North Korean nuclear threat has Californians updating ‘Duck and cover’

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As the hundreds of young Californians frolic on a Santa Monica beach, the last thing on their minds is North Korea, and those so-called “unexpected gift packages” the regime threatened to send across the Pacific. But many of their parents are getting that feeling again — the one they had growing up during the Cold War: that at any moment, in a flash and a cloud, everything could end.

Diane Gutentag

L.A. resident Diane Gutentag, one of many Californians frightened by North Korean missile testing. (Kim Brunhuber/CBC)

“They say that they now have missiles that can reach Los Angeles,” says Diane Gutentag, an L.A.-based fashion executive. “We obviously live in a city that would be targeted. It’s terrifying.”

“I do think about it and I’m really scared,” agrees Nilou Settimio. “I mean I think what we need to start thinking about investing in is building bunkers. That’s how seriously I take it.”

On Tuesday the rhetoric became more inflamed with an exchange of threats between U.S. President Donald Trump and North Korean leader Kim Jong-un, with Trump promising “they will be met with fire and fury like the world has never seen” and Kim replying that he has a plan for “enveloping fire” around Guam.

None of it would be taken so seriously if military experts had not predicted that North Korea’s ICBMs have a range of more 10,000 kilometres, enough to reach well into the U.S.

The Cold War-era civil defence drills like “Duck and cover” may be antiquated, but with the real possibility that North Korean missiles could reach California, officials near potential targets like Los Angeles are dusting off those old nuclear contingency manuals and updating them.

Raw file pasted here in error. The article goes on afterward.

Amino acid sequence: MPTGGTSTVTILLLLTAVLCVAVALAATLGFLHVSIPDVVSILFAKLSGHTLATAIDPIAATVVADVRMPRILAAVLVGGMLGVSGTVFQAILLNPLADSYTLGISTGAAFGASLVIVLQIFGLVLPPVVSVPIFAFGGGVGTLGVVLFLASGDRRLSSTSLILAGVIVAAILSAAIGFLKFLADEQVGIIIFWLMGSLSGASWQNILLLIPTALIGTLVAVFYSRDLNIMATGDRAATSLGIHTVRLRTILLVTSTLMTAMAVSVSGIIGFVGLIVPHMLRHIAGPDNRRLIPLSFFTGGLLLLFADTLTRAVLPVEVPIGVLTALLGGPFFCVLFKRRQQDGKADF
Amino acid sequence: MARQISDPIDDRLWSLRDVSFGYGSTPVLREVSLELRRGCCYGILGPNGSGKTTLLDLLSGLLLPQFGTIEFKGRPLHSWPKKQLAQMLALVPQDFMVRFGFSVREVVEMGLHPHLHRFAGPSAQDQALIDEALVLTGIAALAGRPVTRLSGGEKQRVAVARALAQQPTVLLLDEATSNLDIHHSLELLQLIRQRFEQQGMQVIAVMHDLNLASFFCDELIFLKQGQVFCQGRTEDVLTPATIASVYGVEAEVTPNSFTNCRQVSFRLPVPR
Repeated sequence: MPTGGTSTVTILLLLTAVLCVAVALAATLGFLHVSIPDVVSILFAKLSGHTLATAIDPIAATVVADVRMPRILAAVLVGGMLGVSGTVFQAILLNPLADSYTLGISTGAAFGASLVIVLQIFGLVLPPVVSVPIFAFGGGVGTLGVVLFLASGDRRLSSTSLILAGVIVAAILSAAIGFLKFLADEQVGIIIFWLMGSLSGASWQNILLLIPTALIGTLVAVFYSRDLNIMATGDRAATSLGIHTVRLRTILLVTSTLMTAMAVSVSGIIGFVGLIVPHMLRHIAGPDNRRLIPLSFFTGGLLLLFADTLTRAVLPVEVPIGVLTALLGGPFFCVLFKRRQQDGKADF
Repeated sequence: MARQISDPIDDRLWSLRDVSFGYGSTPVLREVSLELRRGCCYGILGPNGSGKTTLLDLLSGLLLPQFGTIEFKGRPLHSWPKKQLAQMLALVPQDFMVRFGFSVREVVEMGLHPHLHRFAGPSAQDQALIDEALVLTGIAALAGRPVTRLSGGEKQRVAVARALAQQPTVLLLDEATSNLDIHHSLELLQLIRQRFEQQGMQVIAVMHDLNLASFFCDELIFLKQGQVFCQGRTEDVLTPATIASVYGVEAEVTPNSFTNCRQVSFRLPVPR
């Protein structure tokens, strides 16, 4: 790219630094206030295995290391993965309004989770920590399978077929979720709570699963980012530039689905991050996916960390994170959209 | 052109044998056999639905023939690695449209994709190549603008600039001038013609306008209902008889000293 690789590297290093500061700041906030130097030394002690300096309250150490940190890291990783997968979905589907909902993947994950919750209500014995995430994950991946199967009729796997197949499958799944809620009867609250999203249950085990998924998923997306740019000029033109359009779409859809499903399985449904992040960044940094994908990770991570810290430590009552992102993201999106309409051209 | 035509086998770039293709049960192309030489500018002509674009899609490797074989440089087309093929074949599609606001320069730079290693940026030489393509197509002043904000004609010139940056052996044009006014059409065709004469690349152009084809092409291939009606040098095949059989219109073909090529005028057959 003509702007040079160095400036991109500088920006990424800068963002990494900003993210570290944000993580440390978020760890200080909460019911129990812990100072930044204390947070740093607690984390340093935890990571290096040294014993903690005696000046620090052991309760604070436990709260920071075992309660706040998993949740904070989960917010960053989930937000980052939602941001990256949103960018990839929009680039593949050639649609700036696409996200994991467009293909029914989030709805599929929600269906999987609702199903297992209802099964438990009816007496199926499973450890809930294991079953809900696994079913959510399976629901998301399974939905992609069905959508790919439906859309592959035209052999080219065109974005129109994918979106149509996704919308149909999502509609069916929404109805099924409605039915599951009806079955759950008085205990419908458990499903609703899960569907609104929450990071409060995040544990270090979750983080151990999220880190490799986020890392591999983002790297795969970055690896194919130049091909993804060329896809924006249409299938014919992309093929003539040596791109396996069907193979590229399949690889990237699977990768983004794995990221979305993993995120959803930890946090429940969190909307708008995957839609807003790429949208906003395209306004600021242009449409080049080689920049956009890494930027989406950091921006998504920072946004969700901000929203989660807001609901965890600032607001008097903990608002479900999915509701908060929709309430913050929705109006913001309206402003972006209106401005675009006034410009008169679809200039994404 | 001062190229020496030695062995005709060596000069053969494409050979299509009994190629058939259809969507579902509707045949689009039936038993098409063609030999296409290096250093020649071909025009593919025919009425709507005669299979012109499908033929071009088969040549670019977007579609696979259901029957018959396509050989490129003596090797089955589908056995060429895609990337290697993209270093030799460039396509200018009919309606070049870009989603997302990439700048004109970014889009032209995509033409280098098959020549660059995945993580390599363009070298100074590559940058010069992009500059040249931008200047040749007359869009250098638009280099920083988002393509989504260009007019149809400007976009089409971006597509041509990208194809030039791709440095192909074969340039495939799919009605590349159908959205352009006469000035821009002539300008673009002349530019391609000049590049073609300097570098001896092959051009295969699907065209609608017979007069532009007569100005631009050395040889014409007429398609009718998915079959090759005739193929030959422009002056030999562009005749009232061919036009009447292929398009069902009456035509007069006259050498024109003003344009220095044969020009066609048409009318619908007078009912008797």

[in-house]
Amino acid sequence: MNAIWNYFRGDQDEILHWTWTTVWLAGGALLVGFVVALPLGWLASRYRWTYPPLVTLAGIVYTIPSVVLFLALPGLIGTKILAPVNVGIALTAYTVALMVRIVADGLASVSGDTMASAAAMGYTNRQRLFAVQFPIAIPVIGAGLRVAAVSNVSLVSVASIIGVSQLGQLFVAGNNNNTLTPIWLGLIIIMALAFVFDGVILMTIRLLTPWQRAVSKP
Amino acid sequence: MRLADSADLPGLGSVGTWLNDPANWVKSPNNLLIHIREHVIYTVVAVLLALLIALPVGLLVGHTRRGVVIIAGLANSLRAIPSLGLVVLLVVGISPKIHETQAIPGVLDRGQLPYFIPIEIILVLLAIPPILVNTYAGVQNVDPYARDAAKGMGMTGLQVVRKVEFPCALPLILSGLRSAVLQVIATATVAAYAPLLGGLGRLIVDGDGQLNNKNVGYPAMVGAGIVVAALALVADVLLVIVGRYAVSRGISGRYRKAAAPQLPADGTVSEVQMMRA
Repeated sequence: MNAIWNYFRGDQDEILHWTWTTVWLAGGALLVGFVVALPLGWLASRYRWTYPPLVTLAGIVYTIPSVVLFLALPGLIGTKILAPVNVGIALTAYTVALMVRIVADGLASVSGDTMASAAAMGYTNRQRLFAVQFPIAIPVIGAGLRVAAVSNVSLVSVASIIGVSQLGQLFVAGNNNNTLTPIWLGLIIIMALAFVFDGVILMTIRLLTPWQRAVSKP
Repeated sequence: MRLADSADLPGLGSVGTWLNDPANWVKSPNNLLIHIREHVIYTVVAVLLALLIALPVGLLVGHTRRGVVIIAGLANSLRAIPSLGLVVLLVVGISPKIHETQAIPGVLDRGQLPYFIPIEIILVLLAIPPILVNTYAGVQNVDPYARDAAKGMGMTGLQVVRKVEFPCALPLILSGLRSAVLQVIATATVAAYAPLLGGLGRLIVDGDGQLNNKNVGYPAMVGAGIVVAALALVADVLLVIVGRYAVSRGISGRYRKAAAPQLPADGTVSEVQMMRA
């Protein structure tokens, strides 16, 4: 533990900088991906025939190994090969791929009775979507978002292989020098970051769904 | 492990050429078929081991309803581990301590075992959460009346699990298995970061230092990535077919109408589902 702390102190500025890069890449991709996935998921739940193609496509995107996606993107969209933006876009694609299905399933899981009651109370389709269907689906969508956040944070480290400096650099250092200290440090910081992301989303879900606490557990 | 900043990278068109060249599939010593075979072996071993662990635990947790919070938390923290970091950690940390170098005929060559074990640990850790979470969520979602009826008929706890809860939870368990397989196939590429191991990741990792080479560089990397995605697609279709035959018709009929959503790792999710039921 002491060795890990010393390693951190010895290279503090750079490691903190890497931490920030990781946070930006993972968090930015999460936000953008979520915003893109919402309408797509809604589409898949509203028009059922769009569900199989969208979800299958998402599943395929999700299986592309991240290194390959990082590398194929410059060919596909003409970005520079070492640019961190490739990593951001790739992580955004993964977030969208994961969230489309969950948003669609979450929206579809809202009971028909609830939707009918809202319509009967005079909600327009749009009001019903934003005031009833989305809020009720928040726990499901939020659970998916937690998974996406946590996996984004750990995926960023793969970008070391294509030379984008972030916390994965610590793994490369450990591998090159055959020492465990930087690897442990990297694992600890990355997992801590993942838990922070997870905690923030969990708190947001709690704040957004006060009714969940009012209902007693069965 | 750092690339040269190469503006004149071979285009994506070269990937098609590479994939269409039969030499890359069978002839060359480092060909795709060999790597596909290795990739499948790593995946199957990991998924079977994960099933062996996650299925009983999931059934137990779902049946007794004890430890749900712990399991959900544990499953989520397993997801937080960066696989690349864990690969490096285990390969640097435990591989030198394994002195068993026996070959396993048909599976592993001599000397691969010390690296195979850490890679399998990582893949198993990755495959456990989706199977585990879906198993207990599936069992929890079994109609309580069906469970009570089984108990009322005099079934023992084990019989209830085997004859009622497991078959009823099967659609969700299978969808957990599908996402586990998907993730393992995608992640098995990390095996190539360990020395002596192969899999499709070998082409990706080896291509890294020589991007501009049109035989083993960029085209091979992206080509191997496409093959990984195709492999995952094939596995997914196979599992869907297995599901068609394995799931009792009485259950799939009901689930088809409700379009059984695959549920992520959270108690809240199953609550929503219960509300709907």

Duck and cover

The old nuclear defence drills held in schools in the 1960s instructed children to ‘duck and cover’ their heads. New instructions might be ‘Get inside, stay inside, stay tuned.’ (YouTube)

“I feel vulnerable here in Ventura County simply because we’re next door neighbours to L.A. County,” says Dr. Robert Levin, Public Health Officer in Ventura County, 120 kilometres north of Los Angeles. He recently helped the county develop a detailed response plan to a nuclear attack.

Think of the traffic jam

“There would be fallout that could come our way,” Levin says. “There could be a huge amount of traffic that came our way and I’m talking between one and two million cars on a highway system that doesn’t normally support more than 250,000 cars in a day.”

Part of the plan is a new awareness campaign to teach people how to survive a nuclear strike. 

“Duck and cover is an outdated concept,” he says. So he’s replacing the old mantra with a new one. In the intentionally campy online video, a young man startled by a mushroom cloud over the horizon, picks up a guitar and starts singing about the new catchphrase: “Get inside, stay inside, stay tuned.”

“If you get inside into the centre of the largest structure you can, you’re away from any radiation from fallout,” Levin explains. “If you stay inside, listen to the news. For instance if the fallout’s heading the other direction or it’s a false alarm you can go out, that’s well and good. But you might hear the fallout’s coming your way, stay inside, don’t move. So ‘Get inside, stay inside, stay tuned.'”